On May 5th in every year, is a day to reflect on freedom, historically freedom from the second world war. But I as a former child soldier in post-war Sierra Leone, and one the founding members of Mind to Change, an organization working to give long term reintegration to former child soldiers and vulnerable youths in society is asking all the organizations that are working in the interest of child soldiers to observe this day as a day of proper freedom for all child soldiers and vulnerable youths world wide, Sierra Leone in particular. children who used to fight war, and the ones that are still fighting wars have no freedom at all.
Every year, 300,000 children are used to fight wars, and in the course of that, they are deprived of their freedom, robbed of their childhood, where they would start to act as an adult. At the end of the war, their freedom can be still seized by policy makers, communities in which they would find themselves and some of the organizations that would pretend to help or take care of them through donor monies as a way of giving them freedom, but yet still they remain in the same position in societies, in the ghettoes, are involve in arm robberies and the war remain existing with them.
Mind to Change is giving actual freedom to these children (child soldiers) and vulnerable youths, in order to prevent them from being exploited from their past and to stop them from being use in future wars through education and training. As a result of that, Mind to Change is going to regard this day as a day to leave no former child soldiers, child soldiers that are currently in war un help for them to be free for ever. For those that are still war are going to be remembered.
Any body who Visit this site is kindly asked to joined hands to help free these children on that day for freedom for all with an educational support and training as a new weapon to faced new challenges to keep them out of war, which in return will helped their communities. What remains is education and training for sustainable development, and freedom from exploitation, because childhood is not for ever. Education and training is the actual freedom in life, and that implies for all former and current child soldiers world wide. Education and training makes life easy and independent, therefore all children need it. It is a clear means of being free for ever, and can lead to self emotional flow and brings happiness in the life of children. For child soldiers, independent means actual freedom, because that is what they used to fight for, not only the enemies in war, but the enemies after war. New weapon to fight against exploitation, That is the power of education and training.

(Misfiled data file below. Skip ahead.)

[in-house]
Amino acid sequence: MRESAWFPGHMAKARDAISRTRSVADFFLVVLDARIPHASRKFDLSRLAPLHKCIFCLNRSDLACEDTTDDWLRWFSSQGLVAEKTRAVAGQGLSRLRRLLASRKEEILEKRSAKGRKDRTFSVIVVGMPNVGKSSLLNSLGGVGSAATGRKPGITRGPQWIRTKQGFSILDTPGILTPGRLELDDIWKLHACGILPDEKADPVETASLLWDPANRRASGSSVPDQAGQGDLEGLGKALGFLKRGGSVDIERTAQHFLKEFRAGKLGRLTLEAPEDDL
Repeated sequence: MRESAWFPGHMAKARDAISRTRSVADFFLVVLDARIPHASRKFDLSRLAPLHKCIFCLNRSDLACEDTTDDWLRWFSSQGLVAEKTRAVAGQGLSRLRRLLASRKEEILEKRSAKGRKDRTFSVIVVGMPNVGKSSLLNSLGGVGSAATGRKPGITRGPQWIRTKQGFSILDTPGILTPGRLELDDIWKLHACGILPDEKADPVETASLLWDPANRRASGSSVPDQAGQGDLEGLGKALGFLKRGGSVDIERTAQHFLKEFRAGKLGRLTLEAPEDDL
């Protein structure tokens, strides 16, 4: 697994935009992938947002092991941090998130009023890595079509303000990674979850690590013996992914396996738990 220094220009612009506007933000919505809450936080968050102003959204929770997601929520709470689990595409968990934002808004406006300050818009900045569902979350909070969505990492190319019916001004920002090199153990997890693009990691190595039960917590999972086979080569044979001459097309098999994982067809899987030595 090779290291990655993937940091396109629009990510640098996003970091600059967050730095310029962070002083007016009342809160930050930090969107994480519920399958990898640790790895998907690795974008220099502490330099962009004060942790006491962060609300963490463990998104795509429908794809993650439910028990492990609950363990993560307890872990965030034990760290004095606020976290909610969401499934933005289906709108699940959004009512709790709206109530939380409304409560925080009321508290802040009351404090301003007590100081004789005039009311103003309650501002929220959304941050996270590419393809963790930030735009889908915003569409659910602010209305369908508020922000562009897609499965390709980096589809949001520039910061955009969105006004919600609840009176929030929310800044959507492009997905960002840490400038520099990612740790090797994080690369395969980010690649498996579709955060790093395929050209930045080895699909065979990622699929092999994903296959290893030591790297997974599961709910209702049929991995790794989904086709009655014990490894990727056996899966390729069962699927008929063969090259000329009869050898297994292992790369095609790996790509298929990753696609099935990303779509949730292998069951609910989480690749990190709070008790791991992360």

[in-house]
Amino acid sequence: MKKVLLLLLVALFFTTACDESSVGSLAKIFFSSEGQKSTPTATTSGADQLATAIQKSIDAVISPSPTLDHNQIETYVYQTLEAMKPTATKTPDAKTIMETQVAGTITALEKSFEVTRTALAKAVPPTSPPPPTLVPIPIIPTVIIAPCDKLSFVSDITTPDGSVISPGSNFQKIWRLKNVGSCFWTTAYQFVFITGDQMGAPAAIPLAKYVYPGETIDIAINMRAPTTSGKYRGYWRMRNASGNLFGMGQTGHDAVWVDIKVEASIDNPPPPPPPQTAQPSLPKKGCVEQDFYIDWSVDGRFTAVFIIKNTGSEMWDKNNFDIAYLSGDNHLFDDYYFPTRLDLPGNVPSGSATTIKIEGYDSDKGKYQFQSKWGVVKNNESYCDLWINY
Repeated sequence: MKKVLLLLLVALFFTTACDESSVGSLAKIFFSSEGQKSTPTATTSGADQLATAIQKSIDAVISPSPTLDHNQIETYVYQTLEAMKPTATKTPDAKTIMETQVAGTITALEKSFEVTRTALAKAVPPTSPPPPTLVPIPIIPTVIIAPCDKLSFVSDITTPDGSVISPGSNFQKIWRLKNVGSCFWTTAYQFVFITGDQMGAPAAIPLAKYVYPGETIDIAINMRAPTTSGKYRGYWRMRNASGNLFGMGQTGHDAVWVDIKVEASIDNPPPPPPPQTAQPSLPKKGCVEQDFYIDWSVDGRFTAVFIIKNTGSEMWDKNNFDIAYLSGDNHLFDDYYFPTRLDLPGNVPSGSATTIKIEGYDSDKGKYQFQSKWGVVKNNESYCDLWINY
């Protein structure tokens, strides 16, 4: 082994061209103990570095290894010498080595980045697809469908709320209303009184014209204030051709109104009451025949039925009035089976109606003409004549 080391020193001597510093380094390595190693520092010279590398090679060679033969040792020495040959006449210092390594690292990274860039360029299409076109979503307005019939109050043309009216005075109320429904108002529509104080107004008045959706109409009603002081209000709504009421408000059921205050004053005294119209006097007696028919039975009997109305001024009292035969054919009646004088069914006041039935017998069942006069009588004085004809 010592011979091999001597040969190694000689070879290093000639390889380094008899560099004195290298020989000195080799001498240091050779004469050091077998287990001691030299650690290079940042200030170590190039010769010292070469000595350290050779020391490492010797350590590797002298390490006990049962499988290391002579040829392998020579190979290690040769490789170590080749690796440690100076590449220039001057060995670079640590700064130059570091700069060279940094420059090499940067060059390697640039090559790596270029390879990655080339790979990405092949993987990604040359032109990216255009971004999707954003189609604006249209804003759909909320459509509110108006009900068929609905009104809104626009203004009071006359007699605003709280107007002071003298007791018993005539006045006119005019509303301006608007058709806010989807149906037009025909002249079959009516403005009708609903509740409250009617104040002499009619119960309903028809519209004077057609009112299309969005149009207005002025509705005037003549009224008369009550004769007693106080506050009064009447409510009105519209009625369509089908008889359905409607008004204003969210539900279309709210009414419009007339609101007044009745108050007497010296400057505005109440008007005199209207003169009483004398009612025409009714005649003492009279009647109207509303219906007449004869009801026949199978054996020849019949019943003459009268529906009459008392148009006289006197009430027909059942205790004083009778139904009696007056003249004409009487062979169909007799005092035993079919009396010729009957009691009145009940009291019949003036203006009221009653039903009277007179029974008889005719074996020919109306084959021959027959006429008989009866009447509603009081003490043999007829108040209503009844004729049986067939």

The issue of war is always complex to figure out when it comes to the use of children as soldiers, because war in general always based on the struggle for socio-economic and political power world wide from which children are not interested. But war lord always used children to fulfill their selfish aim at the detriment of the innocent children. There are basically two ways in which children are being recruited as a soldier to fight.